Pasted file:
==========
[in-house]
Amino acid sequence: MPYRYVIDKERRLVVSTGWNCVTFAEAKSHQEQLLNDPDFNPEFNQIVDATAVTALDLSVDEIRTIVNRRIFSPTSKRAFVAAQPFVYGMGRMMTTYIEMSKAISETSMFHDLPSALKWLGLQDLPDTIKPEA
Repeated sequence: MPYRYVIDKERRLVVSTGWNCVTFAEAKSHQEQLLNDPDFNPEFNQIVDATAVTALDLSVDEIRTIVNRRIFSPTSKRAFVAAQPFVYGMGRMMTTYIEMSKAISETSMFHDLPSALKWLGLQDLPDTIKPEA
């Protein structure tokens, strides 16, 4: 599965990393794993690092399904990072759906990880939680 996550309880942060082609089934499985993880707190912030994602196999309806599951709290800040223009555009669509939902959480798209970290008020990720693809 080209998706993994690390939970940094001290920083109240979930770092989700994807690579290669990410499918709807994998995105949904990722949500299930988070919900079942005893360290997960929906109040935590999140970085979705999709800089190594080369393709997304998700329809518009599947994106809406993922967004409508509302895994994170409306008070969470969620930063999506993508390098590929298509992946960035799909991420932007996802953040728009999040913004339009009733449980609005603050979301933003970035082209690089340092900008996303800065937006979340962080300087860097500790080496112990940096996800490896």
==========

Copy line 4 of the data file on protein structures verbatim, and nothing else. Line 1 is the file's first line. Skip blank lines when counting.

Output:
């Protein structure tokens, strides 16, 4: 599965990393794993690092399904990072759906990880939680 996550309880942060082609089934499985993880707190912030994602196999309806599951709290800040223009555009669509939902959480798209970290008020990720693809 080209998706993994690390939970940094001290920083109240979930770092989700994807690579290669990410499918709807994998995105949904990722949500299930988070919900079942005893360290997960929906109040935590999140970085979705999709800089190594080369393709997304998700329809518009599947994106809406993922967004409508509302895994994170409306008070969470969620930063999506993508390098590929298509992946960035799909991420932007996802953040728009999040913004339009009733449980609005603050979301933003970035082209690089340092900008996303800065937006979340962080300087860097500790080496112990940096996800490896």